Archive and ALA brief filed in Warrantless Cell Phone Search Case

On Monday, March 10, the Internet Archive and the American Library Association with the assistance of the law firm Goodwin Procter filed a “friend of the court” brief in David Leon Riley v. State of California and United States v. Brima Wurie, two Supreme Court cases examining the constitutionality of cell phone searches after police arrests. In the amicus brief, both nonprofit organizations argue that warrantless cell phone searches violate privacy principles protected by the Fourth Amendment.

Both cases began when police officers searched the cell phones of defendants Riley and Wurie without obtaining a warrant. The searches recovered texts, videos, photos, and telephone numbers that were later used as evidence. The Supreme Court of California found the cell phone search lawful in Riley’s case, but the U.S. Court of Appeals for the First Circuit, in Boston, reached the opposite conclusion and reversed Wurie’s conviction.

In the brief, the Internet Archive and the American Library Association argue that reading choices are at the heart of the expectation of personal privacy guaranteed by the Fourth Amendment. Allowing police officers to rummage through the smartphones of arrestees is akin to giving government officials permission to search a person’s entire library and reading history.

“Today’s cell phones are much more than simple dialing systems—they are mobile libraries, holding our books, photos, banking information, favorite websites and private conversations,” said Barbara Stripling, president of the American Library Association. “The Constitution does not give law enforcement free rein to search unlawfully through our private records.”

“The fact that technology has made it easy to carry voluminous sensitive and personal information in our pockets does not suddenly grant law enforcement unchecked availability to it in the case of an arrest,” said Brewster Kahle, founder and digital librarian of Internet Archive. “Constitutional checks are placed on the search of, for instance, a personal physical library and these checks should also apply to the comparably vast and personally sensitive stores of data held on our phones.”

William Jay, Goodwin Procter partner and counsel of record on the amicus brief, added: “The Supreme Court has recognized that people don’t lose all privacy under the Fourth Amendment when they’re arrested. And one of the strongest privacy interests is the right not to have the government peer at what you’re reading, without a good reason and a warrant. We are pleased to have the chance to represent both traditional and Internet libraries, which have a unique ability to show the Supreme Court why our electronic bookshelves deserve the same protection as our home bookshelves.”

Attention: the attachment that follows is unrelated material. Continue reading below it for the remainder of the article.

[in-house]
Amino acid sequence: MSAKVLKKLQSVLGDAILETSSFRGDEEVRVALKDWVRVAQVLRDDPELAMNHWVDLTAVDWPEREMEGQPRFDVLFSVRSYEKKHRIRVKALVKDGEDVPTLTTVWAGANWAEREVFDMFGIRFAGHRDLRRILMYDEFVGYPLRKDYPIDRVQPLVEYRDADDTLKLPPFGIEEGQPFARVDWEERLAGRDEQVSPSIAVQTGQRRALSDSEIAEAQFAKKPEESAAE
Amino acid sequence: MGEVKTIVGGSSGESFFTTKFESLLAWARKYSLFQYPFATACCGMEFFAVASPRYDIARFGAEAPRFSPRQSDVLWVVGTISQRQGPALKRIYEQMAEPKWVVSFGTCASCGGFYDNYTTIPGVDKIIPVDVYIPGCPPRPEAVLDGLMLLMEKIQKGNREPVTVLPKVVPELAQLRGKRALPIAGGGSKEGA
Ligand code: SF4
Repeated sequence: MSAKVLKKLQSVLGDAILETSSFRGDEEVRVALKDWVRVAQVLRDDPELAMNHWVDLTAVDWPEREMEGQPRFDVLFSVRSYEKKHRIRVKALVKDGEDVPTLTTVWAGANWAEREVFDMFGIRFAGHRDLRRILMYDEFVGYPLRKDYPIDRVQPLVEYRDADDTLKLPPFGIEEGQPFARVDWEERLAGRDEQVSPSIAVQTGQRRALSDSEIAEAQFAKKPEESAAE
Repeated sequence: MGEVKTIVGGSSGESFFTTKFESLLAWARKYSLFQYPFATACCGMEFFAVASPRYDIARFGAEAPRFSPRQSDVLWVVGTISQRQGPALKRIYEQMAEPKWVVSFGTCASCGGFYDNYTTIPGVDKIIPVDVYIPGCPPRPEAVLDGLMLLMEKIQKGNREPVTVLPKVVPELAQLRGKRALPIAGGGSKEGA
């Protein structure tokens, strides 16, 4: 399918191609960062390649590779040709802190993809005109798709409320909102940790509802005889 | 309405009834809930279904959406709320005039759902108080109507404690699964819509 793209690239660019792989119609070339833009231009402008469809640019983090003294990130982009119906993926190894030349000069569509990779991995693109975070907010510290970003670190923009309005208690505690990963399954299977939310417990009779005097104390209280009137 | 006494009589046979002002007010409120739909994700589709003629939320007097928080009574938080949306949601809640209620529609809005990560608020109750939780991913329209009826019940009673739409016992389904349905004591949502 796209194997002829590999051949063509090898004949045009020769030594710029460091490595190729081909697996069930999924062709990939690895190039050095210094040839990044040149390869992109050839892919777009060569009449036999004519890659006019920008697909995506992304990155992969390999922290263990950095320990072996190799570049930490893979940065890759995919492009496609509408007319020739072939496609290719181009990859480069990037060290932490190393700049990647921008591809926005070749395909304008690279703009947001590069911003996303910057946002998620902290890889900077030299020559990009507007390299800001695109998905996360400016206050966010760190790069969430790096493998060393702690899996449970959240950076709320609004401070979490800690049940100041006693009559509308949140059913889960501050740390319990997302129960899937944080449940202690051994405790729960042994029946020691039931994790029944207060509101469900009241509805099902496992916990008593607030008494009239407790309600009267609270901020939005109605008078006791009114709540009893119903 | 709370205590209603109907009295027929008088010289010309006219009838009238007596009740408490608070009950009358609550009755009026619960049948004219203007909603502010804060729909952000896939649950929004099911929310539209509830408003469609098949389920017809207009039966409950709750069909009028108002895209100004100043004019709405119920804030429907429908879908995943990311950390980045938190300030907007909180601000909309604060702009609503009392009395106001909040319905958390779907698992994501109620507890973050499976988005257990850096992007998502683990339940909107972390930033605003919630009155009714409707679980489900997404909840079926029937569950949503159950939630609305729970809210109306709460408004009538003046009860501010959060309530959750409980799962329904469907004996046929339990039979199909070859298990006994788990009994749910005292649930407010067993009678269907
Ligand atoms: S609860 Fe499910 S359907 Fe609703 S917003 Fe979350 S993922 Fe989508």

“In my experience as a former federal prosecutor, a person’s smartphone is one of the things law enforcement are most eager to search after an arrest,” said Goodwin Procter partner Grant Fondo, a co-author of the  brief.  “This is because it holds so many different types of important personal information, telling law enforcement what the arrested person has been doing over the past few weeks, months, and even years—who they have been in contact with, what they read, and where they have been.  Simply because this information is now all contained in a small smartphone we carry with us, rather than at home, should not take the search of this information outside the scope of one of our most important Constitutional protections—the right to protection from warrantless searches.”

Internet Archive would like to heartily thank William Jay, Grant Fondo, and Goodwin Procter for helping introduce an important library perspective as the Court considers these two cases with critical implications for civil liberties.

 

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8 Responses to Archive and ALA brief filed in Warrantless Cell Phone Search Case

  1. kolu bat says:

    I don’t really like the idea that I can’t trust my own government with my private information. If I don’t have faith the government will use it justly, it’s no longer a government by the people and for the people. The government should be us, not “them”.

    • kolu bat says:

      Hehe. The comment stripped out the “</rant>” tag at the end of my previous post….

    • X says:

      Privacy isn’t just about trust. It’s also about “not me” not having access to my private information. Government shouldn’t have unwarranted access to it just like other people who I don’t disclose it to shouldn’t have it.

  2. Kris says:

    I joined the class action lawsuit against the NSA collection data, Rand Paul filed. As a USA born citizen? ALL of us should be alarmed at the bulk collection of data, the NSA is gathering. Illegal and immorral. I welcome anyone who is ready to stand against tyranny. Exactly what the NSA is doing. Total tyranny.

  3. Pingback: What? Me Wurie? | Simple Justice

  4. Tom Pugh says:

    “….and when they came to get me, there was no one left to complain.”

  5. Lionel says:

    Damn. It looks you have really protecting laws in USA.
    In France, there’s no debate about this. If needed by prosecutor, every personal data could be analysed and used against you.

  6. latrasse says:

    I don’t really like the idea that I can’t trust my own government with my private information. If I don’t have faith the government will use it justly, it’s no longer a government by the people and for the people. The government should be us, not “them”.

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